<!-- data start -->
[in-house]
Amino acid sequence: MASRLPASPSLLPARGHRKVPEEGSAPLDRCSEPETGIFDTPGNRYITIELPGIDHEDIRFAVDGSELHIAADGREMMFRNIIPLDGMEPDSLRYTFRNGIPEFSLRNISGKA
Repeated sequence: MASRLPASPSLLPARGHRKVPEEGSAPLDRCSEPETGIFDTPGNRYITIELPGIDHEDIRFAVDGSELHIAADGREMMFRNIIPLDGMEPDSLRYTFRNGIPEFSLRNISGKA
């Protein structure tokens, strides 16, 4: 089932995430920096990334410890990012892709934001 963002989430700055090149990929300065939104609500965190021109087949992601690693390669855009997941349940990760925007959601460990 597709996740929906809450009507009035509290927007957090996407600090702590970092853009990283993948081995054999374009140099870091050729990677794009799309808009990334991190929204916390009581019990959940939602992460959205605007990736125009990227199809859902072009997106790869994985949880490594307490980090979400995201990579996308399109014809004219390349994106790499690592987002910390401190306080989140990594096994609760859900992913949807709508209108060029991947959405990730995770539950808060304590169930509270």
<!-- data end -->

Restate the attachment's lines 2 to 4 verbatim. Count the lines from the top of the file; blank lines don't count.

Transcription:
Amino acid sequence: MASRLPASPSLLPARGHRKVPEEGSAPLDRCSEPETGIFDTPGNRYITIELPGIDHEDIRFAVDGSELHIAADGREMMFRNIIPLDGMEPDSLRYTFRNGIPEFSLRNISGKA
Repeated sequence: MASRLPASPSLLPARGHRKVPEEGSAPLDRCSEPETGIFDTPGNRYITIELPGIDHEDIRFAVDGSELHIAADGREMMFRNIIPLDGMEPDSLRYTFRNGIPEFSLRNISGKA
């Protein structure tokens, strides 16, 4: 089932995430920096990334410890990012892709934001 963002989430700055090149990929300065939104609500965190021109087949992601690693390669855009997941349940990760925007959601460990 597709996740929906809450009507009035509290927007957090996407600090702590970092853009990283993948081995054999374009140099870091050729990677794009799309808009990334991190929204916390009581019990959940939602992460959205605007990736125009990227199809859902072009997106790869994985949880490594307490980090979400995201990579996308399109014809004219390349994106790499690592987002910390401190306080989140990594096994609760859900992913949807709508209108060029991947959405990730995770539950808060304590169930509270």